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Korea’s image in the eyes of the outside world

While the image of South Korean director Bong Joon-ho posing triumphantly with his Palme d’Or trophy at this year’s Cannes Film Festival is the most popular recent image of Korea on the world stage, the country’s cinema is not as well-known among foreigners as one might expect.

When asked, “What Korean films have you watched?” over half the foreign respondents to a recent survey -- 51.7 percent -- said they had never seen a Korean movie. The survey, conducted between March 25 and May 24 by the Corea Image Communications Institute, offers insight into how Korea is perceived both by foreigners and locals.

The annual survey involved 341 Koreans and 265 foreigners who were seen as opinion leaders, including diplomats and high-ranking officials at Korea-based foreign companies. 

Delegates representing 10 countries pose at the 2018 Culture Communication Forum organized by the Corea Image Communication Institute at the Grand Hyatt Seoul in this file photo. (CICI)
Delegates representing 10 countries pose at the 2018 Culture Communication Forum organized by the Corea Image Communication Institute at the Grand Hyatt Seoul in this file photo. (CICI)

The results were announced at the CICI-Korea CQ Forum on June 4 at the French Embassy in Seoul.

The survey encompassed how foreigners and Koreans viewed the cultural aspects of Korea in areas ranging from its music, movies and dramas to its food, capital city and products.

Korean pop sensation BTS left a lasting impression internationally, it seems, as producer Bang Shi-hyuk -- the “father of BTS” -- topped the list of the first Koreans who came to mind, for foreigners, when they thought of the word “creator.” About 40 percent of Koreans picked Bang and 55.7 percent of the foreigners picked the Big Hit Entertainment CEO. This answer was followed in popularity by video artist Paik Nam-june and “the person who made (mobile messenger) Kakao Talk.”

The seven-member boy band also topped the list of Koreans that foreigners wanted to meet the most, with 65.3 percent -- edging out Tottenham Hotspur forward Son Heung-min.

Ironically, when asked which type of Korean content held the competitive edge in the international market, K-pop ranked second with 20 percent of the foreigners choosing this answer. No. 1 was Korean food, the choice of 66.4 percent of the foreign survey respondents.

This is consistent with a survey released in January by the state-run Korean Culture and Information Service, which showed that 40 percent of 8,000 respondents from 16 countries said Korean food was the first image that popped into their heads when they heard the name “Korea.”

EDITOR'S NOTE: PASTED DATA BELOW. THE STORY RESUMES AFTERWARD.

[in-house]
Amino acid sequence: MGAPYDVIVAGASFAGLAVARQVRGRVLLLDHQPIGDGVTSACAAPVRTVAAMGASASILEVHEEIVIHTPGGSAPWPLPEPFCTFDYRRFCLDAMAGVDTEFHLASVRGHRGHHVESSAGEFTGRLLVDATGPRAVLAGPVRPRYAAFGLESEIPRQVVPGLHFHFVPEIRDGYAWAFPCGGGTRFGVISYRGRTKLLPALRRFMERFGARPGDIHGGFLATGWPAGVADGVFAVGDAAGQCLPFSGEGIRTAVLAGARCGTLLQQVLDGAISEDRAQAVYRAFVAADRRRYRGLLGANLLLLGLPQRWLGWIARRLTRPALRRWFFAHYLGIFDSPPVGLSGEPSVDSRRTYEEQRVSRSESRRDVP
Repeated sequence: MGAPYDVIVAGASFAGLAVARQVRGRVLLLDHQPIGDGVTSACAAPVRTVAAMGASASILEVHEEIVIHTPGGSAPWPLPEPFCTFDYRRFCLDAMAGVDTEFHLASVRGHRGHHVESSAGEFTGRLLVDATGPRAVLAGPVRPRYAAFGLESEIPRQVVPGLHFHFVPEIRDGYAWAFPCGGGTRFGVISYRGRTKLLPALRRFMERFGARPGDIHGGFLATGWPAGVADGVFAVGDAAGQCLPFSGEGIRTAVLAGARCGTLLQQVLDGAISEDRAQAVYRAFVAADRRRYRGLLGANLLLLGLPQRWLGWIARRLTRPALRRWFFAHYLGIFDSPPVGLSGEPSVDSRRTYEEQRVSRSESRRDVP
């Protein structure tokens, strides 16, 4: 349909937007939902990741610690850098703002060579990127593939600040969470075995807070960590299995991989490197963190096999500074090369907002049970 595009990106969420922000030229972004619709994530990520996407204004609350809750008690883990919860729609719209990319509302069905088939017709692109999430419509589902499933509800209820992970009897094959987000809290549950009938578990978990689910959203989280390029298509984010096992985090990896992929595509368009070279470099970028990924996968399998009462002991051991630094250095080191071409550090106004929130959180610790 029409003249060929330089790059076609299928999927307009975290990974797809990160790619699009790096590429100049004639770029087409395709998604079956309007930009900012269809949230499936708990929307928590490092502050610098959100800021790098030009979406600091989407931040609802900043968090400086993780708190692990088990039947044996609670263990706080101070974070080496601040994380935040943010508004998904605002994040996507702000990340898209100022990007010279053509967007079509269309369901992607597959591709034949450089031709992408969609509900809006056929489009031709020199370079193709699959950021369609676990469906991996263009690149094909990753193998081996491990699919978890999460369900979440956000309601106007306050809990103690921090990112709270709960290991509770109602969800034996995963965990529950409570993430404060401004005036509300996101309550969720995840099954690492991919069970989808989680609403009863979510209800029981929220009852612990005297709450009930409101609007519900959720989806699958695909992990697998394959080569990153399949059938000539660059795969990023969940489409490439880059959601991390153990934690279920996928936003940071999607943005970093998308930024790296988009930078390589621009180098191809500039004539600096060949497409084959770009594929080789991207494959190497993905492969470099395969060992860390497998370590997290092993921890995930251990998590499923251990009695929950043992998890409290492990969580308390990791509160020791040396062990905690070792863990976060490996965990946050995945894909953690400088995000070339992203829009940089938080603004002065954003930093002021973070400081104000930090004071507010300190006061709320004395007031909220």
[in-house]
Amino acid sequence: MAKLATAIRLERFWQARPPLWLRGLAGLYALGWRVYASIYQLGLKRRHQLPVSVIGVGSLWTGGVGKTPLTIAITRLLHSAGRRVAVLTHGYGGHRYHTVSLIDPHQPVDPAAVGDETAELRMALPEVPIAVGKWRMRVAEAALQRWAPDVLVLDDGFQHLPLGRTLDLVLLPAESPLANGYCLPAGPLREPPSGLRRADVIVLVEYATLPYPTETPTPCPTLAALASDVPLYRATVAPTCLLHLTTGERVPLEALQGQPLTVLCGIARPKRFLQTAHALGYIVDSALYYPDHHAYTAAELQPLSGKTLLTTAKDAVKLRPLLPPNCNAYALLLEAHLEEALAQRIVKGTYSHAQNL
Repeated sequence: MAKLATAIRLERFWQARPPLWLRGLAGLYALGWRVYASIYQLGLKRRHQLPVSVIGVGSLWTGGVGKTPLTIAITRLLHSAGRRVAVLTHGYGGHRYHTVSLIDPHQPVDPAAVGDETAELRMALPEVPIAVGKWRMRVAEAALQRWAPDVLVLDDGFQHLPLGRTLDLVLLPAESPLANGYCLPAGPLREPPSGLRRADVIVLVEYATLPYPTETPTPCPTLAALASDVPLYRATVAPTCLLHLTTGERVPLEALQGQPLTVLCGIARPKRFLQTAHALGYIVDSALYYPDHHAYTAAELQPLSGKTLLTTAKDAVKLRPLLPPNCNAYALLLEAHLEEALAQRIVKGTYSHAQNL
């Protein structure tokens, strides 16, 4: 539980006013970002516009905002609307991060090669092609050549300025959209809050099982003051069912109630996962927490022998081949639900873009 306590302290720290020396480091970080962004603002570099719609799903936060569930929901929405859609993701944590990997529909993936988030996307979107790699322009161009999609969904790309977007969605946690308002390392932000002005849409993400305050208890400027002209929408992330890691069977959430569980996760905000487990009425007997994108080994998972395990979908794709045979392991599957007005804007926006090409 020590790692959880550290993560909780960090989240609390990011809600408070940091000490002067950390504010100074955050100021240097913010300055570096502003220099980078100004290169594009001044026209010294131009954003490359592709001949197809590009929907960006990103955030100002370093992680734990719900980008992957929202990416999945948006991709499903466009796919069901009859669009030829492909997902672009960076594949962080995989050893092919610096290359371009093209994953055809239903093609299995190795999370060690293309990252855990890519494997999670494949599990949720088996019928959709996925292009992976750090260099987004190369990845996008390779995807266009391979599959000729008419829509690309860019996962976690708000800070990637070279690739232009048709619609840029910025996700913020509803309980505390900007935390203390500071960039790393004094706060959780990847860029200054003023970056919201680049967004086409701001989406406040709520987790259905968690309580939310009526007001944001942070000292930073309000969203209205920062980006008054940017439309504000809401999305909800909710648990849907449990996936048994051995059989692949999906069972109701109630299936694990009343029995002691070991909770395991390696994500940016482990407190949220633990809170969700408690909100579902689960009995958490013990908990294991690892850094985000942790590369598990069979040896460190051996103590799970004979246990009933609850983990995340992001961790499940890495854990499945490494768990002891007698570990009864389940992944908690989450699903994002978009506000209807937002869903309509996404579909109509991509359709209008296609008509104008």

Though over half of foreign respondents to the CICI survey had never seen a Korean movie, 30.6 percent said they had watched the zombie flick “Train to Busan” and another 21.1 percent said they had watched Park Chan-wook’s “The Handmaiden.”

According to last year’s data from the Korean Film Council, international buyers inked 292 deals for Korean films at the 2018 Cannes Film Festival.

When asked to name factors explaining why Korean films are successful overseas, 89 percent of the foreign participants said the plot. This answer was followed in popularity by the subject matter at 66 percent and sincerity at 24.2 percent. Participants were allowed to give more than one answer to this question.

When asked how Korean cultural content could attract more fans, 85.3 percent of the foreigners said it needed more variety, 44.5 percent said communication with the fans was necessary, and 29.8 percent said services needed to be provided in multiple languages. Multiple picks were allowed in this category too.

Seoul, the center of the country’s pop culture and its most populous city, was impressive to foreigners mostly because of how it encompasses both traditional and modern culture, with 48.3 percent expressing this view. But 27.6 percent expressed concern because of the fine dust particles clouding its skies. The city’s must-see places for foreign visitors were Gangnam, Bukchon/Samcheong-dong/Insa-dong, and Hongdae/Sinchon with 41.1 percent, 28 percent and 11 percent respectively.

The survey also indicated that Korean IT devices were still going strong in the international market. Cellphones and IT devices edged out cosmetics when respondents were asked what products made the strongest impression on foreigners, with 93.6 percent saying cellphones and 61.5 percent saying IT devices. Again, multiple picks were allowed.

Accessibility, price and design were deemed Korean products’ strengths while safety, quality and design were identified as their weaknesses. Design made both lists.

By Yoon Min-sik (